To explore the working of the “strsep” function with a delimiter other than space further, we tried yet another varied delimiter. For that, we have used the following C code:
In the image shown above, you can see that our whole program is the same as we have discussed above. The only difference is that we have changed the delimiter from an exclamation mark to the character “a” this time.
Upon compiling and executing this C program, our provided string was sliced according to the character “a” delimiter, as shown in the image below. In this output, all the appearances of the “a” character were removed from the input string while keeping all other characters intact. Moreover, the places from where the “a” character was removed from our string introduced new lines in the output.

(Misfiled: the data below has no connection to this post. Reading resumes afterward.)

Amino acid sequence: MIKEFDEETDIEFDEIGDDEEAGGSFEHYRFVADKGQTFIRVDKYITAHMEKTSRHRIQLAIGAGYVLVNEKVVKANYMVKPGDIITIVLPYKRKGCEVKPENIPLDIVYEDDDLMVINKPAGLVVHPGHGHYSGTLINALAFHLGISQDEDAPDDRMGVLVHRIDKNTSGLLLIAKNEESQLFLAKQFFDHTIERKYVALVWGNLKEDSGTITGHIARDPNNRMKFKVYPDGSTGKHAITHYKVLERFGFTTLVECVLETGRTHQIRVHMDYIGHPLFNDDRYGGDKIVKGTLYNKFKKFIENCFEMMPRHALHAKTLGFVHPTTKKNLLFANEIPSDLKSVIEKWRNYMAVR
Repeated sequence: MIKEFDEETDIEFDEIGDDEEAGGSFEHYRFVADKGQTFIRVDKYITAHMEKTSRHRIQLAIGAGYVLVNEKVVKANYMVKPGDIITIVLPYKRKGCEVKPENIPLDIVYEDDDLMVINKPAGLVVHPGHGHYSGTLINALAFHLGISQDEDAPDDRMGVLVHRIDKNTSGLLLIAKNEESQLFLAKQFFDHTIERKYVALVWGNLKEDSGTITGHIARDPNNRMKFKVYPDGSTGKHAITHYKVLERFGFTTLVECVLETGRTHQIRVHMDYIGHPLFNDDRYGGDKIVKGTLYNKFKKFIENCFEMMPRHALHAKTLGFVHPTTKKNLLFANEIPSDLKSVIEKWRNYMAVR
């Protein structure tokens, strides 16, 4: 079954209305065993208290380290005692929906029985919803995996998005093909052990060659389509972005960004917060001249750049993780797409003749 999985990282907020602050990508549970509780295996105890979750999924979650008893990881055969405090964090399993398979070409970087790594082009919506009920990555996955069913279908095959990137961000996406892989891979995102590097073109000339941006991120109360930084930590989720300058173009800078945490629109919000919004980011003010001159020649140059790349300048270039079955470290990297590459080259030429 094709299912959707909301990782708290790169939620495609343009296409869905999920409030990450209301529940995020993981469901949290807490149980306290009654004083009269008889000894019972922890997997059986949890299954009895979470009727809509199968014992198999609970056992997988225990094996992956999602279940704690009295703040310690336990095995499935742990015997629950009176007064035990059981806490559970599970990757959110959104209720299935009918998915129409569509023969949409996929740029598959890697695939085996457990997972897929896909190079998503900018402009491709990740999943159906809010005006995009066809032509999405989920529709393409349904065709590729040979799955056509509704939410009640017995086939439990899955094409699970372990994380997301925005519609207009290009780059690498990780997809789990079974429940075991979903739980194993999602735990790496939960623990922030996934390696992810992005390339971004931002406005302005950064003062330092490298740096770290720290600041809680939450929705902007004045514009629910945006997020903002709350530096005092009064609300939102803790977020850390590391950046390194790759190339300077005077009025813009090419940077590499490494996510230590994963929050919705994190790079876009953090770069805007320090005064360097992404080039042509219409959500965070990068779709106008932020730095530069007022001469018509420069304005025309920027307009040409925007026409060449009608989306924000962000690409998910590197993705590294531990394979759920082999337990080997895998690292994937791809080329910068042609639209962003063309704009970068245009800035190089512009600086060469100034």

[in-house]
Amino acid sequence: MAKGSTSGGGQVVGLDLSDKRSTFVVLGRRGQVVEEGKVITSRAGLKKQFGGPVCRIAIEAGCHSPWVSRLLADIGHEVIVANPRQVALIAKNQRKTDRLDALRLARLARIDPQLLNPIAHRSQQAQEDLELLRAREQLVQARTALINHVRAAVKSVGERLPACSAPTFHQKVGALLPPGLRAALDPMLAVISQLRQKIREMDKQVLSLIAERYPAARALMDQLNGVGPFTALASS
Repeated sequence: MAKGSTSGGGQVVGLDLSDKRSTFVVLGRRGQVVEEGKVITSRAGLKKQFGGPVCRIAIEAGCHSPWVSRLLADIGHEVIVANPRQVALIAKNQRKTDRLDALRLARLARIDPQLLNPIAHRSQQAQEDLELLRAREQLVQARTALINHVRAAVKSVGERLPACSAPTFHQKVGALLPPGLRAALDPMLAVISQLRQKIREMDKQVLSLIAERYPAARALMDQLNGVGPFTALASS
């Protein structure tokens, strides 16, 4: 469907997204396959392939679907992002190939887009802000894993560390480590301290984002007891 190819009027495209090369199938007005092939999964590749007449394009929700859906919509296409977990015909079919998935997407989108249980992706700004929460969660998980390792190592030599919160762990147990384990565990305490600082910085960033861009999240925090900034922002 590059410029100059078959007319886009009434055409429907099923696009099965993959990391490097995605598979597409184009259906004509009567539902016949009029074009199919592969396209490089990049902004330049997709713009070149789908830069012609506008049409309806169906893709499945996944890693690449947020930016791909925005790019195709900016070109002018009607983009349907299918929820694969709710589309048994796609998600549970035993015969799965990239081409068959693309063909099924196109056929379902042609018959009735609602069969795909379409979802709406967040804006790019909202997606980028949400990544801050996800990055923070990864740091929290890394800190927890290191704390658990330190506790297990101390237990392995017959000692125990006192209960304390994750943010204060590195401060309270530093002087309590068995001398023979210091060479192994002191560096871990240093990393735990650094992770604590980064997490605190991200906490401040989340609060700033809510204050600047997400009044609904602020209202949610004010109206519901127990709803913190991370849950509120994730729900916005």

This guide mainly intended to talk about the “strsep” function in the C programming language. We briefly introduced you to this function while stating the purpose of using this function in C. Then, we shared the general syntax of this function with you while specifically explaining to you all the arguments that the “strsep” function in C accepts.
After that, we started the C library or the header file to which this particular function belongs. Then, we shared with you a very basic example that makes use of this function in C to slice a given string according to the specified delimiter. Afterwards, we simply discussed the different variations of the same example with you while changing the delimiter every time. Once you understand this whole discussion on the usage of the “strsep” function, you will be able to write efficient programs in C that use this function to slice the given strings.